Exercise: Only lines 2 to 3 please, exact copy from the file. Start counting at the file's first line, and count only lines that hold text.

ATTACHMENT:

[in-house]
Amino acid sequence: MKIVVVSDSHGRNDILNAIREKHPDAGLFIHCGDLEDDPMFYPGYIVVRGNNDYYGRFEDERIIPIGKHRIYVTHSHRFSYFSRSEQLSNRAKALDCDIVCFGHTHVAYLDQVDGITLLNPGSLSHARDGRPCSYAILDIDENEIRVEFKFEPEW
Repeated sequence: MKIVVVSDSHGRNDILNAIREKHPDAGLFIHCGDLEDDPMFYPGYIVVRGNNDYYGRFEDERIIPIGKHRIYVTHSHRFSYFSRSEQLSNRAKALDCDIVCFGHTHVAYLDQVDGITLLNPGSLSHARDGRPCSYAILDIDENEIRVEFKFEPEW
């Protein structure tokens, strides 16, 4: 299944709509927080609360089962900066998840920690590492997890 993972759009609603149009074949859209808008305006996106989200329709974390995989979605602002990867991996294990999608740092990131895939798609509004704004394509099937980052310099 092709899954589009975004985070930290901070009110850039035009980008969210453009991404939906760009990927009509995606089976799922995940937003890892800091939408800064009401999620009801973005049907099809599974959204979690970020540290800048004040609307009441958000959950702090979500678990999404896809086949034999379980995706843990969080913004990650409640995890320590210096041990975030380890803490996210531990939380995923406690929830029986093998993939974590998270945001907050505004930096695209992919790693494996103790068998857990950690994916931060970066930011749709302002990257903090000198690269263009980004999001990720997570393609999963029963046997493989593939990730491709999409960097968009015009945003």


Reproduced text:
Amino acid sequence: MKIVVVSDSHGRNDILNAIREKHPDAGLFIHCGDLEDDPMFYPGYIVVRGNNDYYGRFEDERIIPIGKHRIYVTHSHRFSYFSRSEQLSNRAKALDCDIVCFGHTHVAYLDQVDGITLLNPGSLSHARDGRPCSYAILDIDENEIRVEFKFEPEW
Repeated sequence: MKIVVVSDSHGRNDILNAIREKHPDAGLFIHCGDLEDDPMFYPGYIVVRGNNDYYGRFEDERIIPIGKHRIYVTHSHRFSYFSRSEQLSNRAKALDCDIVCFGHTHVAYLDQVDGITLLNPGSLSHARDGRPCSYAILDIDENEIRVEFKFEPEW